Compiled by Mercedes Pino
Mercedes Pino is the Editor of The Affiliate and the Director of Career Services at the St. Thomas University School of Law in Miami Gardens, Florida.
As they gear up for the end of the bar year, young lawyers continue to provide helpful programs for law students, their members, and the community.
Future of the Profession
The Oklahoma Bar Association Young Lawyers Division prepared “bar exam survival kits” and distributed them to bar exam takers at the February exam. The kits contained ear plugs, antacid, aspirin, candy, gum, mints, snack crackers, bottled water, pen, pencil, pencil sharpener, eraser, and stress balls.
The 11th District New Lawyers (Minnesota) is working to organize a second annual “Office Crawl,” which provides New Lawyers an opportunity to tour local law firms and meet shareholders and partners. Last year’s tour also included a stop at the St. Louis County Courthouse and a stop at Legal Aid Service of Northeastern Minnesota.
On June 2, 2009, the Jacksonville (Florida) Bar Association Young Lawyers Section hosted its 2nd Annual “Noon in June” project to benefit Jacksonville Area Legal Aid. Targeted to summer associates and interns working in Jacksonville over the summer, the project is designed to increase awareness of the YLS, promote membership, provide an early opportunity for social interaction among new members of the bar, and introduce potential bar members to the Jacksonville legal and civic community and to the various ways lawyers can complete pro bono work.
The Arkansas Bar Association Young Lawyers Section hosted a professionalism seminar for law students at the Bowen School of Law of the University of Arkansas–Little Rock on March 16, with a subsequent seminar scheduled for the University of Arkansas School of Law on March 30, that covered topics including office interaction, dress, and Facebook, among others.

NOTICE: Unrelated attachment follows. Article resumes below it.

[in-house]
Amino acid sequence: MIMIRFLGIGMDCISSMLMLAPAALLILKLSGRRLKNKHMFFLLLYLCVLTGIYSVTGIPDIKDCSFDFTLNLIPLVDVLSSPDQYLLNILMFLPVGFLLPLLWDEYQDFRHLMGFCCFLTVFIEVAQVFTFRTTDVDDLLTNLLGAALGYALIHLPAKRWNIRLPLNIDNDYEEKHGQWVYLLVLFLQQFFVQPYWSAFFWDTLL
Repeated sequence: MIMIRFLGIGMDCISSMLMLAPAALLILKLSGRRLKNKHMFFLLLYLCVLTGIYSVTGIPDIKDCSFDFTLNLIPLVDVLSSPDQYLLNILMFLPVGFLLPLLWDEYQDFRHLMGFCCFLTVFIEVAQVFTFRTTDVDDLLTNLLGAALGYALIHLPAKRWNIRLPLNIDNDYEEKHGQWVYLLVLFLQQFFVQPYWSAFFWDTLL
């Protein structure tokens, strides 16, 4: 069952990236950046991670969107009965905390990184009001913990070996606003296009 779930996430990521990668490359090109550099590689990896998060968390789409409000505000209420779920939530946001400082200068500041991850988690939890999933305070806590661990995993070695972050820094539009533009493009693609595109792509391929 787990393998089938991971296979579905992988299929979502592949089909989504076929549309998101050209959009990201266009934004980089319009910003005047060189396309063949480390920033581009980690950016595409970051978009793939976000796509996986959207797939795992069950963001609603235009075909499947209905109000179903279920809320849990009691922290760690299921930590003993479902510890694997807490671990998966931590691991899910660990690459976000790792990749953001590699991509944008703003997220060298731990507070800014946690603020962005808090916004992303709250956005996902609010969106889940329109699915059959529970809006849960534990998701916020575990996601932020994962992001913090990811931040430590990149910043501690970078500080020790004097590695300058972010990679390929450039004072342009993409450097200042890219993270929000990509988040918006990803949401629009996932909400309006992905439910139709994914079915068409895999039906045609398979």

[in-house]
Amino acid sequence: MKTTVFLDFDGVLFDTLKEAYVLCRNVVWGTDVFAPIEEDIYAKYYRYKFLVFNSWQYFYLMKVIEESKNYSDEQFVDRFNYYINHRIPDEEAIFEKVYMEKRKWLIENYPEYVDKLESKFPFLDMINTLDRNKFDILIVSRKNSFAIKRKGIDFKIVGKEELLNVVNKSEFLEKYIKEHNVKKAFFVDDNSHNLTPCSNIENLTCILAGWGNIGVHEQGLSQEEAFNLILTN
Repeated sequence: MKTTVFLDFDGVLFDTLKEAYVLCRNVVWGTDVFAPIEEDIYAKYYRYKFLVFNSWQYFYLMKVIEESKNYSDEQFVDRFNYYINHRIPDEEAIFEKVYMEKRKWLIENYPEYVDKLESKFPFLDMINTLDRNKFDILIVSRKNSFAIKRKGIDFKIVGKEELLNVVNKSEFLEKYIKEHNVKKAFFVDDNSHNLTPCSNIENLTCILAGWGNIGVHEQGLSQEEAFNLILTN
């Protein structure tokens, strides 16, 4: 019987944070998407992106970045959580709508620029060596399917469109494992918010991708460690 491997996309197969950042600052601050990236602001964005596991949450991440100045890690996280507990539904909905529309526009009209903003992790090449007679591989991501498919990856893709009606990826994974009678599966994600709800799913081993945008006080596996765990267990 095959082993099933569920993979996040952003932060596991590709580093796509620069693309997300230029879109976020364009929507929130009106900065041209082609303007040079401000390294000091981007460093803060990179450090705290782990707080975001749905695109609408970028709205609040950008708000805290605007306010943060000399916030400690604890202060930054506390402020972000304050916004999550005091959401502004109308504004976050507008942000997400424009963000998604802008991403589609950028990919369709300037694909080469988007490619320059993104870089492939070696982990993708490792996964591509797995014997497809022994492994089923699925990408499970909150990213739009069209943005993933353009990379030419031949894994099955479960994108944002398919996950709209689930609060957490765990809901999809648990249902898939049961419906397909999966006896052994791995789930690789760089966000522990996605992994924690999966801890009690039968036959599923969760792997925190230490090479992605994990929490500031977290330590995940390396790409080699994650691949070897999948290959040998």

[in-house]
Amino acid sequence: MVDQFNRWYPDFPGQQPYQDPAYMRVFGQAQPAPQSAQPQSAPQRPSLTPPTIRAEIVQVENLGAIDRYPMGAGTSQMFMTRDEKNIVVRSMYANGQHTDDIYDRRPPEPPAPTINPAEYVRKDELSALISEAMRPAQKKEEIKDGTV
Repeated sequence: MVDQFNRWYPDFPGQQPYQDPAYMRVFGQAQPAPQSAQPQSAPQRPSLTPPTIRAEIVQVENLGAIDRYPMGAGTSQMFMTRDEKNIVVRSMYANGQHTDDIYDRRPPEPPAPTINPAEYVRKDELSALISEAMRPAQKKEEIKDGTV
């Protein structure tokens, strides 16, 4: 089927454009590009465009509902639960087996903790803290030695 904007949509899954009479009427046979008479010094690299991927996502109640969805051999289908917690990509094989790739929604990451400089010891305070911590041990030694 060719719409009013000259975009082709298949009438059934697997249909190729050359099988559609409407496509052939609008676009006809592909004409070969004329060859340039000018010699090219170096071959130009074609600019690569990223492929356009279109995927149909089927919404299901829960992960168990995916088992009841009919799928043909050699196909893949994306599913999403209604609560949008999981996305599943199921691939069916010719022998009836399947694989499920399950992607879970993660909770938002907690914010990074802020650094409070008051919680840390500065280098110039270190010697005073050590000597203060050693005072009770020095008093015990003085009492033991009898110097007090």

The North Carolina Bar Association Young Lawyers Division Bar Exam Subcommittee and the Minorities in the Profession Subcommittee held a writing clinic at Elon University School of Law in Greensboro for individuals sitting for the February North Carolina bar exam. The focus of the clinic was to provide bar candidates an opportunity to obtain practical information regarding the bar exam.
The Oregon New Lawyers Division presented bar exam preparation panels at each of the three Oregon law schools. The Law School Outreach Subcommittee held panel presentations to give students an overview on how to study for the bar exam. The panels offered students personal tips from newer attorneys who recently went through the process.
Member Programming and Events
The Washington Young Lawyers Division held the “Washington Young Bar Leaders Summit: The Changing Face of Leadership.” This summit was hosted by the WYLD Committee for Diversity and was the first statewide gathering of young bar leaders. The summit was attended by officers and board members of most of the fifteen minority bar associations in Washington, the WYLD Board of Trustees, and many county bar association YLD leaders. The event was a tremendous success! YLD leaders were thrilled to be joined by ABA YLD Chair Lizz Acee. Sixty young bar leaders attended both the reception and summit.